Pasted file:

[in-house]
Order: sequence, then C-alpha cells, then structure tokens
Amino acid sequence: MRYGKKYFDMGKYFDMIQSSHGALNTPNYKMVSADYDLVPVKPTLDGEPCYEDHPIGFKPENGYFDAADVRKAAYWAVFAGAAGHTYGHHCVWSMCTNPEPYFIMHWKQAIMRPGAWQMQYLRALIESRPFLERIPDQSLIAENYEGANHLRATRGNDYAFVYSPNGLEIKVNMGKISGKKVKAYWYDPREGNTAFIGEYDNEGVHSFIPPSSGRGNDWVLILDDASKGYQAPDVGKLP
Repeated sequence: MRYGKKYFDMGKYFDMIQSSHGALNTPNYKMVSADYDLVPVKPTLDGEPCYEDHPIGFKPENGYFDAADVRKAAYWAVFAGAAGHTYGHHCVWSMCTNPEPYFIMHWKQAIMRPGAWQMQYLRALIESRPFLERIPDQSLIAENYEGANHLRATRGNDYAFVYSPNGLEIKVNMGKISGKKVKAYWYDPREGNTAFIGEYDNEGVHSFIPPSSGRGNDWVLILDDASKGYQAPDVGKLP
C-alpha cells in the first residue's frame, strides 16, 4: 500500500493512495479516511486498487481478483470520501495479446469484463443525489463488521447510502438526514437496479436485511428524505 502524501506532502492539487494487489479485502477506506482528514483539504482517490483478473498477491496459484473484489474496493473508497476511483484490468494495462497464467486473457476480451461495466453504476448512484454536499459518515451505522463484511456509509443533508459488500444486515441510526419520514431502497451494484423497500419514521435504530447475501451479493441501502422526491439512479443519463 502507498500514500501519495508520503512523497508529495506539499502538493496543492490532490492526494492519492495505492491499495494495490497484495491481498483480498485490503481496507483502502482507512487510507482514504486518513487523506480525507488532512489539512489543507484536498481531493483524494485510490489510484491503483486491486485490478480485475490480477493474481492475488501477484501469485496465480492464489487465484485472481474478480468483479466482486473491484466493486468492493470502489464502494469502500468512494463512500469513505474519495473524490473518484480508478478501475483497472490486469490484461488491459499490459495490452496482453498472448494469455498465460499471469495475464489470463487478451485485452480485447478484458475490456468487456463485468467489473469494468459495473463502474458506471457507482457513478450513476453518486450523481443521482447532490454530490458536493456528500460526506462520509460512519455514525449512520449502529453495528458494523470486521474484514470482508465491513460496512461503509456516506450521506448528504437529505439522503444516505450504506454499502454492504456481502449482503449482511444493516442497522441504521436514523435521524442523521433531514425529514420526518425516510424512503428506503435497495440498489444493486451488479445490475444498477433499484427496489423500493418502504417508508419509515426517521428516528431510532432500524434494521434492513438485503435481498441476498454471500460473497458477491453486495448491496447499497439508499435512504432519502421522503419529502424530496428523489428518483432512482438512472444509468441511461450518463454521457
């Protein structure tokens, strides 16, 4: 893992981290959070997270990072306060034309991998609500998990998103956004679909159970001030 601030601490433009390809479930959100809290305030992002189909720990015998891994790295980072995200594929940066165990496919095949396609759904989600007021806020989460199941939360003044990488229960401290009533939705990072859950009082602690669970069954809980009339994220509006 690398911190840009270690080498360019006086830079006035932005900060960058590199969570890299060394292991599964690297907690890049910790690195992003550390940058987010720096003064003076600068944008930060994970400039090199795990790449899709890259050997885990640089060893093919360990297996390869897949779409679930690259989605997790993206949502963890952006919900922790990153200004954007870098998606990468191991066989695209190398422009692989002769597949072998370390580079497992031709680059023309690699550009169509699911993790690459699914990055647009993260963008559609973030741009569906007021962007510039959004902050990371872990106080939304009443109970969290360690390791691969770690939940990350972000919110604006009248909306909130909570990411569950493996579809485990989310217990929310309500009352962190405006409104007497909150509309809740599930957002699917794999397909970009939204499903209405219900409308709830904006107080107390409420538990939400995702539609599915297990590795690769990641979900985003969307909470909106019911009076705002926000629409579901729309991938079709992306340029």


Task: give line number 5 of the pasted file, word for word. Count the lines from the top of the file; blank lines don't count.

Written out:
C-alpha cells in the first residue's frame, strides 16, 4: 500500500493512495479516511486498487481478483470520501495479446469484463443525489463488521447510502438526514437496479436485511428524505 502524501506532502492539487494487489479485502477506506482528514483539504482517490483478473498477491496459484473484489474496493473508497476511483484490468494495462497464467486473457476480451461495466453504476448512484454536499459518515451505522463484511456509509443533508459488500444486515441510526419520514431502497451494484423497500419514521435504530447475501451479493441501502422526491439512479443519463 502507498500514500501519495508520503512523497508529495506539499502538493496543492490532490492526494492519492495505492491499495494495490497484495491481498483480498485490503481496507483502502482507512487510507482514504486518513487523506480525507488532512489539512489543507484536498481531493483524494485510490489510484491503483486491486485490478480485475490480477493474481492475488501477484501469485496465480492464489487465484485472481474478480468483479466482486473491484466493486468492493470502489464502494469502500468512494463512500469513505474519495473524490473518484480508478478501475483497472490486469490484461488491459499490459495490452496482453498472448494469455498465460499471469495475464489470463487478451485485452480485447478484458475490456468487456463485468467489473469494468459495473463502474458506471457507482457513478450513476453518486450523481443521482447532490454530490458536493456528500460526506462520509460512519455514525449512520449502529453495528458494523470486521474484514470482508465491513460496512461503509456516506450521506448528504437529505439522503444516505450504506454499502454492504456481502449482503449482511444493516442497522441504521436514523435521524442523521433531514425529514420526518425516510424512503428506503435497495440498489444493486451488479445490475444498477433499484427496489423500493418502504417508508419509515426517521428516528431510532432500524434494521434492513438485503435481498441476498454471500460473497458477491453486495448491496447499497439508499435512504432519502421522503419529502424530496428523489428518483432512482438512472444509468441511461450518463454521457